To book, contact Andy Cawdell at [email protected] Howard Lake | 1 September 2007 | News Tagged with: Events About Howard Lake Howard Lake is a digital fundraising entrepreneur. Publisher of UK Fundraising, the world’s first web resource for professional fundraisers, since 1994. Trainer and consultant in digital fundraising. Founder of Fundraising Camp and co-founder of GoodJobs.org.uk. Researching massive growth in giving. AddThis Sharing ButtonsShare to TwitterTwitterShare to FacebookFacebookShare to LinkedInLinkedInShare to EmailEmailShare to WhatsAppWhatsAppShare to MessengerMessengerShare to MoreAddThis Greg Clark MP, former Shadow Charities Minister, is the guest speaker at the IoF London Region’s AGM on Thursday (6 September).Clark became Shadow Minister for the Cabinet Office in the latest Tory party reshuffle, but spent some time as the Shadow Charities Minister.The AGM takes place at the Little Ship Club in London on Thursday from 6pm. Entry is free to members, and there is a £15 charge for non-members. Advertisement Shadow Minister to speak at London Region IoF AGM 18 total views, 1 views today AddThis Sharing ButtonsShare to TwitterTwitterShare to FacebookFacebookShare to LinkedInLinkedInShare to EmailEmailShare to WhatsAppWhatsAppShare to MessengerMessengerShare to MoreAddThis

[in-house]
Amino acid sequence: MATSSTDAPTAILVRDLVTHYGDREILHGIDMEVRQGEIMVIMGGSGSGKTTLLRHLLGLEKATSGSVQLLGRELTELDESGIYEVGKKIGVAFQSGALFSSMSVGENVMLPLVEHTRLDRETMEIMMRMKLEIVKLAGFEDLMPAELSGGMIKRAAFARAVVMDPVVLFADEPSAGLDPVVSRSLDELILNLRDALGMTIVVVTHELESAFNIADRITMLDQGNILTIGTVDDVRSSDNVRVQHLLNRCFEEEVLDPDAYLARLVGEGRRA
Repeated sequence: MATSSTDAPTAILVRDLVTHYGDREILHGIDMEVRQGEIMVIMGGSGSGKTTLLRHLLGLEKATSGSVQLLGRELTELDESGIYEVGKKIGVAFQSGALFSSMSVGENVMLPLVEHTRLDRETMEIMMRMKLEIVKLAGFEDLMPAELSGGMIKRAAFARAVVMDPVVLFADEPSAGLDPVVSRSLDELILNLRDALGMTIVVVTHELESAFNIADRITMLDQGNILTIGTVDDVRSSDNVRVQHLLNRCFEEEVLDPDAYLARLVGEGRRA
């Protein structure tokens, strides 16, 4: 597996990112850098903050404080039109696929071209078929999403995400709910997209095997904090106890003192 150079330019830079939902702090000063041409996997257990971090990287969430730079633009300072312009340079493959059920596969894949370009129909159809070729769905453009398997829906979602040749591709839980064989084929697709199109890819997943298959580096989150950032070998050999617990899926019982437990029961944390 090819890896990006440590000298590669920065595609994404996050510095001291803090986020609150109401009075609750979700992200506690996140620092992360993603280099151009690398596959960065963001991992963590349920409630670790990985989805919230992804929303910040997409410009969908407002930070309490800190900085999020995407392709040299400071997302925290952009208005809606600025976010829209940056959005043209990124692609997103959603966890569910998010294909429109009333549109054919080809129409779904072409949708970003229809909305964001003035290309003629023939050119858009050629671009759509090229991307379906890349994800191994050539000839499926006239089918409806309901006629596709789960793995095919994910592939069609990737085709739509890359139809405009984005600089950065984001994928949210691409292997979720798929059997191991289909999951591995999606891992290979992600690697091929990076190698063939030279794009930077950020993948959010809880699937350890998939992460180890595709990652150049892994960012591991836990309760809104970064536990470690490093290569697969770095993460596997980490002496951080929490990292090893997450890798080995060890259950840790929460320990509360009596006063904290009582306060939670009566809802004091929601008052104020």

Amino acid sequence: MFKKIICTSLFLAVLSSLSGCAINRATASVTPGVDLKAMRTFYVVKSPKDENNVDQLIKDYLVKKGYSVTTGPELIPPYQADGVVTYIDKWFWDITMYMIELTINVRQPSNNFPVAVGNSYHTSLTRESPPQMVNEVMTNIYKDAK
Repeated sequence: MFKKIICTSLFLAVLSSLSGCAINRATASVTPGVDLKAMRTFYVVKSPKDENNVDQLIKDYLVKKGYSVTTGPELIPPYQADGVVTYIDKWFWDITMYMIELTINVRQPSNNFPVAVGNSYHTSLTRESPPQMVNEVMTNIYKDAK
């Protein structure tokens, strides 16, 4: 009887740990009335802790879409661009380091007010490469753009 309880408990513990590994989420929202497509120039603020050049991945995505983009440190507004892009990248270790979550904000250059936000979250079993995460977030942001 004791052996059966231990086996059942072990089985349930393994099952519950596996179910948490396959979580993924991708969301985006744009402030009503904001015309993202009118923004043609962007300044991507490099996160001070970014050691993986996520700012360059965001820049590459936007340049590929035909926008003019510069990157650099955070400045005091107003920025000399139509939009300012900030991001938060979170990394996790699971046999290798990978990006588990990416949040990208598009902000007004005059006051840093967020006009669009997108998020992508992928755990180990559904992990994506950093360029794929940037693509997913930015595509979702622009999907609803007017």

Ex-Chelsea midfielder Gus Poyet says he would love to return to Stamford Bridge as manager and would find it hard to resist any approach from the club.Poyet, currently in charge at Brighton, told Sky Sports News he would be tempted to leave if either of his former sides Chelsea and Tottenham wanted him.He admitted: “I would say we would have a problem – the chairman knows that.“I think these clubs that you played for, in my case Spurs and Chelsea, normally you are closer to them and it is easier because they know you.”Follow West London Sport on TwitterFind us on Facebook